In March, Indigenous school students from across the country came together to inspire the next generation of Indigenous mathematicians, scientists and engineers – through a video game. We asked them to share their inspirations for the future.
The Australian Indigenous Mentoring Experience (AIME), the educational program that supports Indigenous students through high school and into university, teamed up with Google for the GAME ON workshop.
During GAME ON the students were mentored by game designers and computer engineers and at the end of the week they pitched their game idea to a judging panel.
This is the first time a maths and science video game was developed by Indigenous kids, for Indigenous kids. During the week we asked the students to discuss maths and science, video games, and their career aspirations for the future. Here’s what they had to say.
Baylee – Brisbane, QLD
“When I finish school I want to be a dog handler in the police force. What did I learn from my mentor at AIME? I learnt heaps! Maths and science? They’re life skills that you simply need to know!”
Tyson – Melton, VIC
“I like basketball, skating and hanging out with my mates. I like playing video games on Xbox. Some of my favourite games are Halo Wars, COD and Gears of War.
After school I’d love to come to AIME as a mentor. If that doesn’t work out, I’ll become a carpenter to build cupboards. Maths is important because you need your maths in every job, especially dealing with money and also if you want to build stuff – you have to learn measurements to work with wood. So they’re really important for my career.”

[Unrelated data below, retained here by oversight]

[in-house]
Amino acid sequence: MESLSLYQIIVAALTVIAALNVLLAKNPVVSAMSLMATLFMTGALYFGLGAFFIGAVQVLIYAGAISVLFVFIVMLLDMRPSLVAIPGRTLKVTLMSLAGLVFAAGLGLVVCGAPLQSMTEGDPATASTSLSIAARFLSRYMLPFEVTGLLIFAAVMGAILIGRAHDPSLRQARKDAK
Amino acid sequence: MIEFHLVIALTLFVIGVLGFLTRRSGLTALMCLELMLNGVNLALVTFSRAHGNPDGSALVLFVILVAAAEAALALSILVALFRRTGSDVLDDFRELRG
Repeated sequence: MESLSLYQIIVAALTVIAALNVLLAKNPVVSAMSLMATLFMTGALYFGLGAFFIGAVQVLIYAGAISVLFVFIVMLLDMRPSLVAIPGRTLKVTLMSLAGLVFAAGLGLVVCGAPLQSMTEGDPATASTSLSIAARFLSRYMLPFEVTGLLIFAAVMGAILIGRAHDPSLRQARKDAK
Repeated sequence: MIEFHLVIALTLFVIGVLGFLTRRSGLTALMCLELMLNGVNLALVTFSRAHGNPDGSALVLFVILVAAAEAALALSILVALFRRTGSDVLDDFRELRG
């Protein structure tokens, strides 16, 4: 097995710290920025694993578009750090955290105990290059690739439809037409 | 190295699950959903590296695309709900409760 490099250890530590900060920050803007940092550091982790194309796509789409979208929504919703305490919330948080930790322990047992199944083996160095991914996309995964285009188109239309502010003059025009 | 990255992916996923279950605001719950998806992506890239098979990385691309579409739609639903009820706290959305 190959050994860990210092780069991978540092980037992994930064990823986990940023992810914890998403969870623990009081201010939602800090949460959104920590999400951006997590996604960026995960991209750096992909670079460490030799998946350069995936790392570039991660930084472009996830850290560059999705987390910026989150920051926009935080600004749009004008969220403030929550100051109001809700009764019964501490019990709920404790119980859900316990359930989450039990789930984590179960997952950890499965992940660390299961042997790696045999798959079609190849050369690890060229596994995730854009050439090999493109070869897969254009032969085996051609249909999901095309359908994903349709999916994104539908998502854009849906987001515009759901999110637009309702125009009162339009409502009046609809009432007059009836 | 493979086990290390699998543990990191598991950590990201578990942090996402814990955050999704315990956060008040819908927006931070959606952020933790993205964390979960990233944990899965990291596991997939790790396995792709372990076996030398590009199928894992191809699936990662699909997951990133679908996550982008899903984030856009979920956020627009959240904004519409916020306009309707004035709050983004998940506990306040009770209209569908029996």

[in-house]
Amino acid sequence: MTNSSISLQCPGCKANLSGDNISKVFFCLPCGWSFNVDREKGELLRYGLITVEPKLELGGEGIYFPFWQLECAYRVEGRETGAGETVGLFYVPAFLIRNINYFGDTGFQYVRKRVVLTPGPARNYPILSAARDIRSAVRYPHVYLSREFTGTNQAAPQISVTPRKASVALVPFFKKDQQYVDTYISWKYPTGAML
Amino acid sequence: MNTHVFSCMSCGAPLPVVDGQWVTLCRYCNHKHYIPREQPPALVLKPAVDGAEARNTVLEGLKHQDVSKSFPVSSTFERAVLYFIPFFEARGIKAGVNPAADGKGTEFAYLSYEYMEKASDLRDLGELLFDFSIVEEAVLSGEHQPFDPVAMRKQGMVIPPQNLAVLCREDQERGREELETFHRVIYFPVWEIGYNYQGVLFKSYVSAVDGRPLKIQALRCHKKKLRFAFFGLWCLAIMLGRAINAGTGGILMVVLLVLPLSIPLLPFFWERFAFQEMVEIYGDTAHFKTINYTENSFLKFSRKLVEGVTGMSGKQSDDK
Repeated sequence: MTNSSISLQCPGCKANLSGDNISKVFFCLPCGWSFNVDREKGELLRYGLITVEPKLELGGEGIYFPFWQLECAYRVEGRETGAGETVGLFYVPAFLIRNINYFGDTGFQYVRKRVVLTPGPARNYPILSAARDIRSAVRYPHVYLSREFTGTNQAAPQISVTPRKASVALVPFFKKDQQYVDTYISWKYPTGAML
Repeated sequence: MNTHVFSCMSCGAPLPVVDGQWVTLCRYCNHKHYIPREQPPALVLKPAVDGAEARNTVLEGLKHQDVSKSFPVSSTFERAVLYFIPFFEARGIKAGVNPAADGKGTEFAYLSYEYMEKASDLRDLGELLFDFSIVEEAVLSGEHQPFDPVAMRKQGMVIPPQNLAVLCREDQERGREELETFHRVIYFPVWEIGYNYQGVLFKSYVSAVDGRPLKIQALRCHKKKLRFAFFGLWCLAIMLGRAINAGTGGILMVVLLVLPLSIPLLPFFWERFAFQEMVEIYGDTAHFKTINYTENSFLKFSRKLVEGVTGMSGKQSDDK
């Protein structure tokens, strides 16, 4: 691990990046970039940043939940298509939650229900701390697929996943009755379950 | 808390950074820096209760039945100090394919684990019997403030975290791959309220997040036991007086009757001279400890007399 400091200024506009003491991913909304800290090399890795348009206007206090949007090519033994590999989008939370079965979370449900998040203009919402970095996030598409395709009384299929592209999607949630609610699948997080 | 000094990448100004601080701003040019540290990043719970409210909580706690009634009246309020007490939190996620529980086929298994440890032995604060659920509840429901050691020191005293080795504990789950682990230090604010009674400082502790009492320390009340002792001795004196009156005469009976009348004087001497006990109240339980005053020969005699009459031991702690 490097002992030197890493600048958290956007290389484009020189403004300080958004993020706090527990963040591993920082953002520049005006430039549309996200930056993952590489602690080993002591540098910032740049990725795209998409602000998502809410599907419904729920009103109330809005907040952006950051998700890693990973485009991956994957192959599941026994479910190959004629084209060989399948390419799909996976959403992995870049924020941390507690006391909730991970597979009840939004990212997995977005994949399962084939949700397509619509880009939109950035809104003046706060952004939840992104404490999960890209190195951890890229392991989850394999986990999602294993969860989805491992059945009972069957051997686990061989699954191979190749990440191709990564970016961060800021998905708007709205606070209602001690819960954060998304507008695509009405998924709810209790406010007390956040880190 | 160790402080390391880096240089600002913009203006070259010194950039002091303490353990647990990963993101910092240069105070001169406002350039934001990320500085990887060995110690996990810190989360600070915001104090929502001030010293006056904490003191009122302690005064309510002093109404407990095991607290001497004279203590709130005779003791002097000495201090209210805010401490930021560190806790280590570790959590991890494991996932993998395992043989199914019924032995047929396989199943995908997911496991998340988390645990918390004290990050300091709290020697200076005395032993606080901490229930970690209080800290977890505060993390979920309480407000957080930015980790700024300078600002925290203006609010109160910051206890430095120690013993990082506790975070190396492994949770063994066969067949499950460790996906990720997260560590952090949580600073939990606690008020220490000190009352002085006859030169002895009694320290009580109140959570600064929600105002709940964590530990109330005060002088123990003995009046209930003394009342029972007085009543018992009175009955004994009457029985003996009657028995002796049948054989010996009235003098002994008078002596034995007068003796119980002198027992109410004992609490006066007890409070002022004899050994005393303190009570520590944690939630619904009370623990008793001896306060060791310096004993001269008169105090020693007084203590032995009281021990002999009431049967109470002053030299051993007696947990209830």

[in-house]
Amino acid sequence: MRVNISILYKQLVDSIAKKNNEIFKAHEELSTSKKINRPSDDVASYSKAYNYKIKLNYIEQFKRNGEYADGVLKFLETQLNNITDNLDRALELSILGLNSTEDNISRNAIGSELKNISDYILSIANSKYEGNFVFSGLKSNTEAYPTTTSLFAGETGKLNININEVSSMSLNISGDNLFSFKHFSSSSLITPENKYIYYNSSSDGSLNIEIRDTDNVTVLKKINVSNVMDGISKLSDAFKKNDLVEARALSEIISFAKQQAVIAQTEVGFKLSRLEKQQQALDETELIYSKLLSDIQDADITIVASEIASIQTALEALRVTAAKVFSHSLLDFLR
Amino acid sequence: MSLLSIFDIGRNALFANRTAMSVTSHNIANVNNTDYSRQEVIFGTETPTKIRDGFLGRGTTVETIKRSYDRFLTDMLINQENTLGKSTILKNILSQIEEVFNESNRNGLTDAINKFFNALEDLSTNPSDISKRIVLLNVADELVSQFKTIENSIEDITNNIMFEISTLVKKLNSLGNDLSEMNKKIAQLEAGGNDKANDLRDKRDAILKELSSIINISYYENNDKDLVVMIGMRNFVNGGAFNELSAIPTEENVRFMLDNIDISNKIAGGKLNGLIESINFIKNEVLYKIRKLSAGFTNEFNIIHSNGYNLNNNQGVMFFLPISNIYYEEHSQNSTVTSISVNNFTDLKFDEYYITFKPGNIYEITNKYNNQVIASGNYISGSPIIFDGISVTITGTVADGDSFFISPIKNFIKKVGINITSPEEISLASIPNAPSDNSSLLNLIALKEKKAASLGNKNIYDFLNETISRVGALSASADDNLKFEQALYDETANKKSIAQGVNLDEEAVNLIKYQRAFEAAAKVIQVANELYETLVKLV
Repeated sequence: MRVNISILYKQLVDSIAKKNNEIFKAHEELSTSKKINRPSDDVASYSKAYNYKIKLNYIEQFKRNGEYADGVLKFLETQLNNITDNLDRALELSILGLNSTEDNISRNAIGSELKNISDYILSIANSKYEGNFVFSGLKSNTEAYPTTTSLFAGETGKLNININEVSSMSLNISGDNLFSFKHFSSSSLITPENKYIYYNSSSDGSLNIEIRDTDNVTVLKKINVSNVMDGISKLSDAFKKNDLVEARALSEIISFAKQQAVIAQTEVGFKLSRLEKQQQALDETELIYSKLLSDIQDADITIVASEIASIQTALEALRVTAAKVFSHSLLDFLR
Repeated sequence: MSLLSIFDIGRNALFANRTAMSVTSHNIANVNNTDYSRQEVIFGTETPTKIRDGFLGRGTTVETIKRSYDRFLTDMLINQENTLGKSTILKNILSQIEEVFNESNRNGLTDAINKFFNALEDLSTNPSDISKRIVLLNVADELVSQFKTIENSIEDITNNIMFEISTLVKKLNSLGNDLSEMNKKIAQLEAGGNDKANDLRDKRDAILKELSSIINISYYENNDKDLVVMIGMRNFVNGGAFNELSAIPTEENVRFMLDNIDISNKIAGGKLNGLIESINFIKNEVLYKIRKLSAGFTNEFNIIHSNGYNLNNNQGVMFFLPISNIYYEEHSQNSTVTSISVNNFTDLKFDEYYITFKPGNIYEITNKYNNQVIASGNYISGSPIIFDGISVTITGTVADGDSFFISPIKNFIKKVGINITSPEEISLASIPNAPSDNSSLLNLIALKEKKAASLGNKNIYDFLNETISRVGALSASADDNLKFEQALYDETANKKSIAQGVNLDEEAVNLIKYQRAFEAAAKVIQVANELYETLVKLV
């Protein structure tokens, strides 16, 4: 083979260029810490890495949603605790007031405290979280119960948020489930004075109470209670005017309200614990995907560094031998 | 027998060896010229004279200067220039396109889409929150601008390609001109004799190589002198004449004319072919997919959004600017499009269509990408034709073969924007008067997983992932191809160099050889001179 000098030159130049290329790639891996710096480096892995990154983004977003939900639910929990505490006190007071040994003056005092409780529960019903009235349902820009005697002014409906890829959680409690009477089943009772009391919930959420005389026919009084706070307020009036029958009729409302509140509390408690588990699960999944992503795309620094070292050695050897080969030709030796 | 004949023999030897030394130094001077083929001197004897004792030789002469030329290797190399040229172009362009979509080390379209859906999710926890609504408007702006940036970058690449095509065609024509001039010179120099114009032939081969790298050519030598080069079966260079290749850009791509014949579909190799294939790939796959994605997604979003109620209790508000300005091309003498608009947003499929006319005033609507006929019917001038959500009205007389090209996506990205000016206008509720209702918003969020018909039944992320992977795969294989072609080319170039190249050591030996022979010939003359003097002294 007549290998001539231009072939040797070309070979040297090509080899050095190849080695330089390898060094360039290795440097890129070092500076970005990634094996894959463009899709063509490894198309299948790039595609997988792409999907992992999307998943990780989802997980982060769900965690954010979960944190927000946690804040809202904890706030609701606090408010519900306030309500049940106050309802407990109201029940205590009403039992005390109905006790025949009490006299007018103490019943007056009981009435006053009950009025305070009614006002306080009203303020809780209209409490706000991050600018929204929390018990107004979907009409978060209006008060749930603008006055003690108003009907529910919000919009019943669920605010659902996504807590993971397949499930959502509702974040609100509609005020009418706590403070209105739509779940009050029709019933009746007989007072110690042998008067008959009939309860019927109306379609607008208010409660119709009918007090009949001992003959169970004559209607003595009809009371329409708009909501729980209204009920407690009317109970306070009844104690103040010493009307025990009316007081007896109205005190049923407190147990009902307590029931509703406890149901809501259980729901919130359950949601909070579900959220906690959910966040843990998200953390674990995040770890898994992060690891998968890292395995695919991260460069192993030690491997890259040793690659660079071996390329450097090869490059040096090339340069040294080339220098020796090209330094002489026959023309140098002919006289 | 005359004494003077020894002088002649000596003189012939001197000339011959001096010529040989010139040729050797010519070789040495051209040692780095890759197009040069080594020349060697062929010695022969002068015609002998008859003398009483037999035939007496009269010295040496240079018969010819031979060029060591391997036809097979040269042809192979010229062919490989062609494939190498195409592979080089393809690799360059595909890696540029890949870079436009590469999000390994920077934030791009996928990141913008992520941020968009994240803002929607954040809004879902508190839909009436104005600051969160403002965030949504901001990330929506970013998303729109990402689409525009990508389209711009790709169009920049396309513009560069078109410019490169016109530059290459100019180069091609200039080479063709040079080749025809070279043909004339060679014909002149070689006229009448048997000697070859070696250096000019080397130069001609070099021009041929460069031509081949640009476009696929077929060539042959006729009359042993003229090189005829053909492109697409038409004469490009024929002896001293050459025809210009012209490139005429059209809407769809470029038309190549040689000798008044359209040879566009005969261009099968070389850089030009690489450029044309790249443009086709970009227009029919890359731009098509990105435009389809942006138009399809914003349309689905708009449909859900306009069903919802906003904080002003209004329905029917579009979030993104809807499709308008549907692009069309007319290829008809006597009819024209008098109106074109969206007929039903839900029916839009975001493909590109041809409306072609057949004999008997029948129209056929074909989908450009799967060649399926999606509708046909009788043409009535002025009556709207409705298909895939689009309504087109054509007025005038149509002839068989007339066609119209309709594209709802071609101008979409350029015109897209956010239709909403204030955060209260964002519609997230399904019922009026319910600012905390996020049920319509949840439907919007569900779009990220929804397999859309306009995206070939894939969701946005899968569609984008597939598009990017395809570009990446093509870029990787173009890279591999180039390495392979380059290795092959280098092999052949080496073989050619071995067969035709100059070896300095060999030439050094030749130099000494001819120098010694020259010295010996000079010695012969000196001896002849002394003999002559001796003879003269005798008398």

Jemma – Rockhampton, QLD
“At AIME we learnt about how we could make maths and science more fun. When I grow up I want to be a mechanic or a marine biologist.
Maths and science are basically the two major things you need in life. I’m going to need them for whatever I do. I think we should inspire Indigenous kids to get into these subjects because that’s the most important thing in life”.
Shakayla – Perth, WA
“My hobbies… well I like sport! I play AFL, rugby, cricket, basketball. Sometimes I play games as well, mostly on my phone, games like Colour Switch, Minecraft, Geometry Dash.
After school I want to be a hairdresser, forensic scientist or an architect. Maths and science are the main things you need in your life to understand everything.”
Christian – Coolum Beach, QLD
“I play soccer, and video games. In the future, I want to be a game designer. At AIME, we learned how to speak to people and not to come off in the wrong way. Maths and science helps you when you grow up – getting a job and getting into uni mainly.
You can learn a lot through games, so playing them isn’t a bad thing. For example, if you play minecraft you can learn about the earth and minerals, just like for geography class. You learn from playing that game.”
Molly – Hastings, VIC
“When I went to AIME I really enjoyed the company of the other people and how nice they were. I play mobile games, Xbox and Wii.
My mum and my Nan are painters – my mother does it casually but my Nan sells her art. I like to paint landscapes and the natural world. Doing art makes me feel happy. I’m not sure what I want to do after school but I want to be an AIME mentor because it looks like a lot of fun.”
Juan – Kalgoorlie, WA
“I like to play basketball. When I’m not playing basketball, I play video games. When I finish school I want to get a job as a carpenter so I can build myself a house. I think maths and science are important because I’ll need them in my career like measuring the length of a building.
My advice to kids in the AIME program would be to do the best that you can in school so that you can get jobs later on in life”.
This month the Queensland Government will present a Bill to help reduce the impact of our failing justice system on kids.